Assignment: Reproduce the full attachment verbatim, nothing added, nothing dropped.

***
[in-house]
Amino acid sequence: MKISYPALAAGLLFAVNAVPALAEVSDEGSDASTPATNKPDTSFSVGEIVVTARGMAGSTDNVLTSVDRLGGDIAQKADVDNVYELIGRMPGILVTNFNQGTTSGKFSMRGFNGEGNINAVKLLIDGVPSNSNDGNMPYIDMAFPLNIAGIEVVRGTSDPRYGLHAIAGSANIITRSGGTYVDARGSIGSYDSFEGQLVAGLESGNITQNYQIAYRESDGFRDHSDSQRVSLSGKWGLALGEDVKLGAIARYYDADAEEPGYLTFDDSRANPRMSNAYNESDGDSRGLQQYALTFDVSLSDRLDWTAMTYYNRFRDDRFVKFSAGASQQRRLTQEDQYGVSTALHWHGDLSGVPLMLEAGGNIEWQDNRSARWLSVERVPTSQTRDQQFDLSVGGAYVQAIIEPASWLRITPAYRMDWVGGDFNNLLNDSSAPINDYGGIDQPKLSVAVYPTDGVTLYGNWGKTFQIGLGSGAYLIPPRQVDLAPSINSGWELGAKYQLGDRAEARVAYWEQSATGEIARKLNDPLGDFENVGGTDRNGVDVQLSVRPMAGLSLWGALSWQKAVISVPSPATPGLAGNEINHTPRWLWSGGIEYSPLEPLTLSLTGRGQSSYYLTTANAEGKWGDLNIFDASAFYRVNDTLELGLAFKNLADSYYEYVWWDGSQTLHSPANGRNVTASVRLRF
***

[in-house]
Amino acid sequence: MKISYPALAAGLLFAVNAVPALAEVSDEGSDASTPATNKPDTSFSVGEIVVTARGMAGSTDNVLTSVDRLGGDIAQKADVDNVYELIGRMPGILVTNFNQGTTSGKFSMRGFNGEGNINAVKLLIDGVPSNSNDGNMPYIDMAFPLNIAGIEVVRGTSDPRYGLHAIAGSANIITRSGGTYVDARGSIGSYDSFEGQLVAGLESGNITQNYQIAYRESDGFRDHSDSQRVSLSGKWGLALGEDVKLGAIARYYDADAEEPGYLTFDDSRANPRMSNAYNESDGDSRGLQQYALTFDVSLSDRLDWTAMTYYNRFRDDRFVKFSAGASQQRRLTQEDQYGVSTALHWHGDLSGVPLMLEAGGNIEWQDNRSARWLSVERVPTSQTRDQQFDLSVGGAYVQAIIEPASWLRITPAYRMDWVGGDFNNLLNDSSAPINDYGGIDQPKLSVAVYPTDGVTLYGNWGKTFQIGLGSGAYLIPPRQVDLAPSINSGWELGAKYQLGDRAEARVAYWEQSATGEIARKLNDPLGDFENVGGTDRNGVDVQLSVRPMAGLSLWGALSWQKAVISVPSPATPGLAGNEINHTPRWLWSGGIEYSPLEPLTLSLTGRGQSSYYLTTANAEGKWGDLNIFDASAFYRVNDTLELGLAFKNLADSYYEYVWWDGSQTLHSPANGRNVTASVRLRF